Ryan Gosling and Chris Evans beat the crap out of each other in a lazy, boring movie

Netflix knows what people want. It has studied every form of consumption, every behavior of every user. It knows what minute you leave a movie or a series and uses it to create products -because that's what they are, products- that are governed by exact mathematical rules. A script twist at minute 15, another at 45… They know that action movies are working for them in an extraordinary way. Nobody gave a penny for a movie as mediocre and routine as Tyler Rake, but it became one of the most viewed.

The algorithm is perfecting its ways of creating successes, and if that was an action movie with an actor known for the Marvel franchise, what less than to continue betting on the same. This is how The Invisible Agent (The Gray Man) arrives, which has just been released in a few theaters to do the same on the platform on the 22nd. An action movie starring Ryan Gosling, Chris Evans (Captain America) and Ana de Weapons. In front, the Russo brothers, directors linked to the Marvel cinematographic universe, for which they shot the latest installments of The Avengers.

Netlfix put all those elements in its hit calculator and the result was positive. An action movie, full of stars, with the directors of the highest grossing franchise... it would be. What they forgot was to create a film with a soul, one that wasn't a movie that had been seen a thousand times, long, boring and worst of all, lazy. There is nothing in it that differentiates it from any action movie that crams its catalog. Neither the stars contribute anything, nor the Russos bring their own visual style.

The story of a CIA agent who, in the middle of a mission, discovers that his boss is not what he seems and becomes the most coveted prey we have seen countless times, so we had to bring something more than pretty faces and popular. Or, at least, work hard to build 'set pieces' so spectacular that one forgets everything else. They don't get any of them right. The action scenes want to be spectacular but the way of directing and, above all, of editing them, is so chaotic that one never knows what is happening. It is impossible to follow the action when the shots are ephemeral and innumerable. Rhythm is confused with speed and confusion.

Not even some powerful visual idea is harnessed to create something different. The first scene, in Bangkok, contains an interesting proposal to create an epic moment, a hand-to-hand fight from a boat that launches fireworks. However, everything sounds digital, shot with a green chroma key behind it and again, with a montage so crazy that you could never enjoy anything. The first three action scenes also contain the same visual resource, playing with the lighting to make them 'different'. The first has fireworks, the second on a plane has a pink smoke bomb, and the third is with flashlights in a dark house.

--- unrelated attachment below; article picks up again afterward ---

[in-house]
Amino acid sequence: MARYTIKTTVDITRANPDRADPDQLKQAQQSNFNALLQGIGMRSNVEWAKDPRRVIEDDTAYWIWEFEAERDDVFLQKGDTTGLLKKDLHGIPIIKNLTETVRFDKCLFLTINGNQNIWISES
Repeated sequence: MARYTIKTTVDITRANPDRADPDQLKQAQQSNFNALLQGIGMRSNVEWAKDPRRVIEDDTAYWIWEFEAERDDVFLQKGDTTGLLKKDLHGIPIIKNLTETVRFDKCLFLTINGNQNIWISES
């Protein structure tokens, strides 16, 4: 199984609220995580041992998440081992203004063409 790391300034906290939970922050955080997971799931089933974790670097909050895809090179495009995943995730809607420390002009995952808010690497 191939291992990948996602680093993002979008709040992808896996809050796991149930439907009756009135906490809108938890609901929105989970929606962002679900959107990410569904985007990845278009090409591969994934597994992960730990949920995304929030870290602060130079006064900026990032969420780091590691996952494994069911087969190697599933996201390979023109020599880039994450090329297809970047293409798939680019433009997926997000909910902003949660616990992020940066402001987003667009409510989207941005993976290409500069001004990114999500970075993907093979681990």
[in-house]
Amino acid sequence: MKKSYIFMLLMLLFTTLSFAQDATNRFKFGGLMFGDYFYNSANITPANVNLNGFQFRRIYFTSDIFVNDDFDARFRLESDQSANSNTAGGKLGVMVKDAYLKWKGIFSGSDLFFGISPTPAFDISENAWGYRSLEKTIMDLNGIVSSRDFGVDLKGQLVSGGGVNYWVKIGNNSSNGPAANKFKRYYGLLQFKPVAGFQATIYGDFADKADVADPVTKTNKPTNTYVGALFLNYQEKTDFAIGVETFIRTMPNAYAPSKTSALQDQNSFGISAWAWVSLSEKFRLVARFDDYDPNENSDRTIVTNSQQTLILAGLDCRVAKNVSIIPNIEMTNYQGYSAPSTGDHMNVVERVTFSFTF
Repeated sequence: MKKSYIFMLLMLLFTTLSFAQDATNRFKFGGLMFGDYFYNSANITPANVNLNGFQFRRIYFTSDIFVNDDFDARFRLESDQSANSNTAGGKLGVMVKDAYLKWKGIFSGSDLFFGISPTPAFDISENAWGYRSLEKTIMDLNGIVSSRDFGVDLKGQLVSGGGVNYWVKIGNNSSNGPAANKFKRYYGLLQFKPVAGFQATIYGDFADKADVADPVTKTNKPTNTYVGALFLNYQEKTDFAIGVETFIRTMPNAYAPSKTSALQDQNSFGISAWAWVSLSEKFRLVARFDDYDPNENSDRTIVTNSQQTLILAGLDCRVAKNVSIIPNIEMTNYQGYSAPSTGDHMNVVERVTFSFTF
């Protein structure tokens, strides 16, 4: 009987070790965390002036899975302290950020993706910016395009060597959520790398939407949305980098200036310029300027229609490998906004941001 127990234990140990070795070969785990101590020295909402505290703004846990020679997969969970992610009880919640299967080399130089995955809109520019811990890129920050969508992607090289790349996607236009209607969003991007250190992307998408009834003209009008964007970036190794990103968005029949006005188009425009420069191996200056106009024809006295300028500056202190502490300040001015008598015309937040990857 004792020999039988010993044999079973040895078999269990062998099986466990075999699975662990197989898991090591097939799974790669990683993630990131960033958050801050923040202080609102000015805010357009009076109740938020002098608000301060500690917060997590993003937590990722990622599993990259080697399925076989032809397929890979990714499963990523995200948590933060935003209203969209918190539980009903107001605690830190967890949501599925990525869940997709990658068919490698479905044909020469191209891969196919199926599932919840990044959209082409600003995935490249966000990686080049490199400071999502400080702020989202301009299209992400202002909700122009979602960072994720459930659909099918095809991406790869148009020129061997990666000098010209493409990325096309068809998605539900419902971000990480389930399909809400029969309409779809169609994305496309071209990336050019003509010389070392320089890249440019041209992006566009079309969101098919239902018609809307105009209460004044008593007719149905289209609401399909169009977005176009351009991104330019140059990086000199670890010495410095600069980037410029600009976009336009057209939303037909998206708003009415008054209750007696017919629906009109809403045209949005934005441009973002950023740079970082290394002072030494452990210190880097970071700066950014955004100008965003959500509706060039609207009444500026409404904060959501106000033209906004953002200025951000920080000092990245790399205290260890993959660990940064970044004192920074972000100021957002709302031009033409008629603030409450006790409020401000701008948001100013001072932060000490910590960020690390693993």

The plot, as tradition dictates in these films, and especially when you want to sell luxury, travels around the world, but no stage is used to create unique environments and moments as the James Bond saga has managed to do in its latest installments. . Prague and Vienna could be Madrid and Barcelona. It's just an excuse to travel and show the checkbook of Netflix and the Russos, who are beginning to show signs that Avengers was a stroke of luck. His failed bets outside the Marvel universe begin to happen.

The film's only draw may be in seeing Ryan Gosling and Chris Evans beat the crap out of each other at the film's climax. A scene of dry action, of physical violence that the montage destroys again. A pity, because it should be the highlight of the film, seeing two of the biggest Hollywood stars of the moment sewing each other with slaps. Gosling returns to throw hieraticism and Chris Evans had a golden opportunity to get out of the script where we usually see him. Captain America playing the villain, with a mustache, polo shirts and posh shoes. He makes her want to, but his character is so cartoonish and so exaggerated that it's impossible. You can't take seriously a character who is featured quoting Schopenhauer as he tortures a person and who says things like "Relax the crack."

Both are saved by comparing themselves to Regé-Jean Page, the protagonist of The Bridgertons who is here a corrupt agent. All alarms are confirmed: he is an actor full of tics who can not even with a character as cliché as the one in The Invisible Agent. Hopefully the rumors that he is the new James Bond are false or that he will soon prove to us that he is something more than the fashionable boy. The one who steals the function again is Ana de Armas, the only one who exudes charisma every time she goes out. As she was seen in the latest James Bond, she is worth a scene to become a magnet for the viewer. He will soon demonstrate it in Ballerina, a spin off of the John Wick saga. It is, without a doubt, the best of a mediocre film made with a calculator to add hours of viewing.

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